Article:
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Technology: The New Dividend King

By John Lounsbury on September 4, 2012

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Dividend seekers can pay homage to their new king: technology. The latest data from Standard & Poor’s shows that the technology sector has dished out 14.22 percent of all dividends paid by S&P 500 stocks, edging out consumer staples for top spot on the list of sectors’ dividends paid.

Long-standing dividend paying sectors such as Industrials, utilities, energy and telecommunication are far down the list. Of course, there are many more tech companies than utilities, which means the ranking is different on a per-company basis. Tech stocks average only a 2 percent yield compared to a 2.5 percent average for all dividend-paying stocks.

The following table shows how dividend payouts are distributed among sectors (the data for all of this article’s graphics are from S&P Equity Research):

The new king is aided in establishing his position by his sheer size. Technology is by far the largest sector in the S&P 500, as shown here:

When dividend totals are divided by capitalization totals, a result is obtained that is proportional to dividend yield:

SP500 sectors rel yield 2012 august 31

The 2011 dividend yields by sector are shown in the following table:

sp500 sectors 2011 dividend yield

In just two quarters, the dividend yield of the tech sector has increased by a third, with a lot more room for growth. The growth can come from two sources: increasing the current low payout ratio and the high-projected earnings growth rate. The sectors are compared in this regard in the following table:

sp500 sectors 2012 div growth factors sept 01

The tech sector has the second-highest estimated growth rate and the lowest dividend payout ratio, which gives it the largest dividend growth potential of the 10 sectors.  Consumer discretionary and financials would be the sectors with the next best dividend growth potential.

Consider a hypothetical scenario, by assuming the following criteria:

  • All earnings growth rates are realized.
  • Current price-to-earnings (P/E) ratios are unchanged after five years.
  • All sectors with payouts below the average will increase to the current average (0.32) in five years.

Under these assumptions, the appreciation and dividend yields calculated for each of the top three dividend growth potential sectors are shown in the following table:

sp500 sectors 5-year growth 2012 august 31

The two sectors with the lowest dividend yield in 2011 (consumer discretionary and info tech) are the two sectors with the highest long-term growth estimates and seem likely to move up the dividend yield table significantly over the coming years. These two sectors, and especially tech, should be the top-performing growth and income sectors. The growth of dividend yield projected depends on these two sectors moving more into the middle of the dividend payout ratio range. If the tech companies lag in this regard, which could happen if they choose to use a larger amount of their earnings for growth through acquisitions, then the projected 3.8 percent yield will not be reached.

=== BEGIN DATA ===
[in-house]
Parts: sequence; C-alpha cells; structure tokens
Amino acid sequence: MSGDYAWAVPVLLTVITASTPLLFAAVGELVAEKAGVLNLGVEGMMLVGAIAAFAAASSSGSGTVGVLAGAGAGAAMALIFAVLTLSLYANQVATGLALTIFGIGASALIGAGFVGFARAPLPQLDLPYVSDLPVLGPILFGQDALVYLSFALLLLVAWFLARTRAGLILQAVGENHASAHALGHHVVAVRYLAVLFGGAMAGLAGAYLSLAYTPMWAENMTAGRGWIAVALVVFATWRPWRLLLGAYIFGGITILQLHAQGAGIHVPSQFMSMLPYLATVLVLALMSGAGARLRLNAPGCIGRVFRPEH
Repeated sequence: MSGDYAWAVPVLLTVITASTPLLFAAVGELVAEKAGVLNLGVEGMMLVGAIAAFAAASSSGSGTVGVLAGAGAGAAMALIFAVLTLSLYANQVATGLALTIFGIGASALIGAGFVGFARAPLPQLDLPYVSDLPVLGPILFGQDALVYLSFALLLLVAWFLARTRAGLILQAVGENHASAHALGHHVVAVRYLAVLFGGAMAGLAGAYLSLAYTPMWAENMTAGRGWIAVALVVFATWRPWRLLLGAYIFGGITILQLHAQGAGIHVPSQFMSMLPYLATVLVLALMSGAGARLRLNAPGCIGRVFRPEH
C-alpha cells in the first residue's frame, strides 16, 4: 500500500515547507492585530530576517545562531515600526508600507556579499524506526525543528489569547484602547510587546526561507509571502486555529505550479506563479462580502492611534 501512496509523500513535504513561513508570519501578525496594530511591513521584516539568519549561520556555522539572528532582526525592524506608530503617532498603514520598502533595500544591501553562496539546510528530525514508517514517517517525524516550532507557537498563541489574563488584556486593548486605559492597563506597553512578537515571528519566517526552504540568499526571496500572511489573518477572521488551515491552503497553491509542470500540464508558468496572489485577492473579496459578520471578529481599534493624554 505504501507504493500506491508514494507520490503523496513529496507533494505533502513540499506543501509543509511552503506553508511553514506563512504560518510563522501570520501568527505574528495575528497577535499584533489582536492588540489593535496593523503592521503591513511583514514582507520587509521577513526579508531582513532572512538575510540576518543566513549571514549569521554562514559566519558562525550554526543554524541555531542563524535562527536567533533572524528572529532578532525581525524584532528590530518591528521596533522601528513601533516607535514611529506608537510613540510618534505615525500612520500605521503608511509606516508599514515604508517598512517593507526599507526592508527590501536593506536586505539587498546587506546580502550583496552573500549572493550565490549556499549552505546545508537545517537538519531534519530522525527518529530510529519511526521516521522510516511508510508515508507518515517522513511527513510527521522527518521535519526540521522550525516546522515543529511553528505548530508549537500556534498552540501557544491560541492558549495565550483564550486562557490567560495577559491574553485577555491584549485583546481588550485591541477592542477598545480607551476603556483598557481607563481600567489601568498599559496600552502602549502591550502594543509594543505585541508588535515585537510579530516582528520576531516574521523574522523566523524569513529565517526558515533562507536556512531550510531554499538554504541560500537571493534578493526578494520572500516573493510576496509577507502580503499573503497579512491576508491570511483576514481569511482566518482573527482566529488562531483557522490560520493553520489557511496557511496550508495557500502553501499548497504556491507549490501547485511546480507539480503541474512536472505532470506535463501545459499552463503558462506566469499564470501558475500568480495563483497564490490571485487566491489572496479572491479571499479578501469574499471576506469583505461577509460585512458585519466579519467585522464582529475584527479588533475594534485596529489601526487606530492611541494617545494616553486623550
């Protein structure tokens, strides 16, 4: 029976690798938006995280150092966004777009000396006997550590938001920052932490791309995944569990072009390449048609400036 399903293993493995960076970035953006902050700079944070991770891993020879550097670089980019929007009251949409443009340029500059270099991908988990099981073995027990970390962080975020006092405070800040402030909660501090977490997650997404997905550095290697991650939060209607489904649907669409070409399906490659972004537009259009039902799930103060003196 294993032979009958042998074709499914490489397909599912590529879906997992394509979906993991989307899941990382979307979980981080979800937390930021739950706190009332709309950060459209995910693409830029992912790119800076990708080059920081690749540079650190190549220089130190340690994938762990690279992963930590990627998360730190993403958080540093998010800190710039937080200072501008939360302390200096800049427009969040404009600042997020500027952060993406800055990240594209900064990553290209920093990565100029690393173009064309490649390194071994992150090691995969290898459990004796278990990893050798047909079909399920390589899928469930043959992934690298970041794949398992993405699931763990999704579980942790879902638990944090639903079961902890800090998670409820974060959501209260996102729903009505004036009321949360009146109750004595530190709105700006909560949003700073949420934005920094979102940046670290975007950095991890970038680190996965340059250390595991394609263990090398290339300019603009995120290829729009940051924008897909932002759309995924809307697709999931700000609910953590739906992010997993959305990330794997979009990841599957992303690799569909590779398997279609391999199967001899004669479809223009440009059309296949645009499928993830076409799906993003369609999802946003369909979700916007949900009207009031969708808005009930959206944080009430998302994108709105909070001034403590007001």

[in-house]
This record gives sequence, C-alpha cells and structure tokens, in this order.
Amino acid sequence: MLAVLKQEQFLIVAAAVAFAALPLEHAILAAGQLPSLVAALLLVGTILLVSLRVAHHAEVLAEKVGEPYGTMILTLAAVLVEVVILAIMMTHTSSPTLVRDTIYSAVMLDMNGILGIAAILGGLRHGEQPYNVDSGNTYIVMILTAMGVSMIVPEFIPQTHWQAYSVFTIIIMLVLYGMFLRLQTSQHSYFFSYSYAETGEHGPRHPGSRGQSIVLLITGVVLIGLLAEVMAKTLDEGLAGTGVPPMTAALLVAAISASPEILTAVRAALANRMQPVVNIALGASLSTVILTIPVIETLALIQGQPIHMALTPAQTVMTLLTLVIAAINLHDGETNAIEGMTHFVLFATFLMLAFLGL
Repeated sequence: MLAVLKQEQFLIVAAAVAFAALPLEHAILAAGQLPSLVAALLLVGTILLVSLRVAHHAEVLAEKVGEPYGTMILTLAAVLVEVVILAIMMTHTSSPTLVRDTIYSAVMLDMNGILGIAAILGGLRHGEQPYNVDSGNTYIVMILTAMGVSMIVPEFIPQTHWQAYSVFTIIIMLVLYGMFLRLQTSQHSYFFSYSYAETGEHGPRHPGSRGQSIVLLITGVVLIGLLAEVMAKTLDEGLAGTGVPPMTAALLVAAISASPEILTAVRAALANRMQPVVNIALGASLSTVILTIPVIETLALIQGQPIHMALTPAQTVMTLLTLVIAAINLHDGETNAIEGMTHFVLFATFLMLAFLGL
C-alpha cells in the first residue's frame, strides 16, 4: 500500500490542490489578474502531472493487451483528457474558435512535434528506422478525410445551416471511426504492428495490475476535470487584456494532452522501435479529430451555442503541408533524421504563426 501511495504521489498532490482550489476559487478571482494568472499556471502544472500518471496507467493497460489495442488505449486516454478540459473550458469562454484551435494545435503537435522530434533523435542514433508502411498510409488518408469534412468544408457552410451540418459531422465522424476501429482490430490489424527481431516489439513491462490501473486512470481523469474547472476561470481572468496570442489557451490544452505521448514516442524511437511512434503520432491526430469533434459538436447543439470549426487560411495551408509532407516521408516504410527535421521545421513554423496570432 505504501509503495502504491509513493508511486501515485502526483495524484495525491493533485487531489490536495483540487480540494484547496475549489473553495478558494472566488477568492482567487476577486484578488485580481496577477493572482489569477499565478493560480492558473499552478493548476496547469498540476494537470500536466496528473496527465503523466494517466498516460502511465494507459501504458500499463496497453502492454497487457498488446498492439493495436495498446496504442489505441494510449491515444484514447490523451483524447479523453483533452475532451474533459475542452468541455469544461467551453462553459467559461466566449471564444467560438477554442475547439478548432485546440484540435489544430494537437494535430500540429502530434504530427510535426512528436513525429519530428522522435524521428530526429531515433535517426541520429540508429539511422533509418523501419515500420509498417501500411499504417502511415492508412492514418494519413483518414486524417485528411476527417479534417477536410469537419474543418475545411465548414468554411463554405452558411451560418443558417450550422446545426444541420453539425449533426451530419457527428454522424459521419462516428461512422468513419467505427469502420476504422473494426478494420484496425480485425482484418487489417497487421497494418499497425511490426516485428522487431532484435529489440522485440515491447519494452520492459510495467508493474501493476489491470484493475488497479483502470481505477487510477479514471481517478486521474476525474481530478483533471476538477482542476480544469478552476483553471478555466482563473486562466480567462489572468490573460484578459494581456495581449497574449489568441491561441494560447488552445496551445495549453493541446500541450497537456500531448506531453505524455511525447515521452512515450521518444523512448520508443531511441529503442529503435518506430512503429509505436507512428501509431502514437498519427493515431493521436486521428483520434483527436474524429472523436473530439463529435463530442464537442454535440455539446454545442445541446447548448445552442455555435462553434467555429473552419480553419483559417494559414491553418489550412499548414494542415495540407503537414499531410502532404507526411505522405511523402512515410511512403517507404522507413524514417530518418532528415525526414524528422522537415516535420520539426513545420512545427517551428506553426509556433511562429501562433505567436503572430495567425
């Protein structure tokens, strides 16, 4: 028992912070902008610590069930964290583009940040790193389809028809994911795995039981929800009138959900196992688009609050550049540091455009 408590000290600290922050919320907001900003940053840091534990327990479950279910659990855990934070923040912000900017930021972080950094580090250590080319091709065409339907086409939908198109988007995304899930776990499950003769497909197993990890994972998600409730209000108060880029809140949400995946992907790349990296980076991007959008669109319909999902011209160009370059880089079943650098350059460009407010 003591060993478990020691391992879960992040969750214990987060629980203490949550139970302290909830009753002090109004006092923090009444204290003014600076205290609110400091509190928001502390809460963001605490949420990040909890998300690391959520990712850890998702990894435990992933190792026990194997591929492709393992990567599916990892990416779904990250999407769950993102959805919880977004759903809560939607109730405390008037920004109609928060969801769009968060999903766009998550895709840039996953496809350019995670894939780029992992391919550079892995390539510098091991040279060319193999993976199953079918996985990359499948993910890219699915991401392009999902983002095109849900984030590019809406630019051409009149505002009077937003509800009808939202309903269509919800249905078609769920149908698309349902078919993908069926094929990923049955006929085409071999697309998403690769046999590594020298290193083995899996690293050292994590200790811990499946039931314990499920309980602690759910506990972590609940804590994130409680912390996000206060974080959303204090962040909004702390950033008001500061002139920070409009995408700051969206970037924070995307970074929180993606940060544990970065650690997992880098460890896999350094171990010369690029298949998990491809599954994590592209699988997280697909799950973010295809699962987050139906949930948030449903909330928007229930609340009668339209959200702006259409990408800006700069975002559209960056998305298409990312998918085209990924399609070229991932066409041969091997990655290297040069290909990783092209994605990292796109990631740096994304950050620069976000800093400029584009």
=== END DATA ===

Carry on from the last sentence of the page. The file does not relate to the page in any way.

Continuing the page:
However, assuming the acquisitions are prudent (not always the case), the capital growth rate could be higher.

Of course, the earnings growth rate projected by Standard & Poor’s may be way too optimistic and all the returns projected for the next five years could be pie in the sky. However, under even more conservative scenarios, tech should still do better than many other sectors.

A Crowning Achievement

A new exchange-traded fund (ETF), the First Trust NASDAQ Technology Dividend Index Fund (Nasdaq: TDIV) focuses on the dividend-paying segment of the tech sector. In spite of the name, however, the “T” in the ticker also covers telecom, which comprises 20 percent of the fund’s holdings. Since its launch at 20 on August 14, TDIV has traded in a narrow range, with an intraday high of 20.41 on August 17 and an intraday low of 19.65 on August 31. TDIV closed Friday (August 31) at 19.89.

The fund hasn’t posted a dividend payout record yet. Based on 2011 prices, the TDIV yield for that year would have been 3.54 percent. Tech companies will pay $26 billion in dividends in 2012, up 14 percent from 2011, First Trust Advisors said in a statement on the day of the ETF’s launch, citing Moody’s research. In the past four years, tech dividends grew 11 percent a year on average. First Trust NASDAQ Technology Dividend Index Fund is a great play, for investors want to achieve both growth and income.

Please provide feedback on this article in the “comments” section below.

John Lounsbury is managing editor and co-founder of Econintersect LLC, publisher of Global Economic Intersection, a web site that focuses on the economic aspects of finance, investing, social interactions, and politics/public policy.

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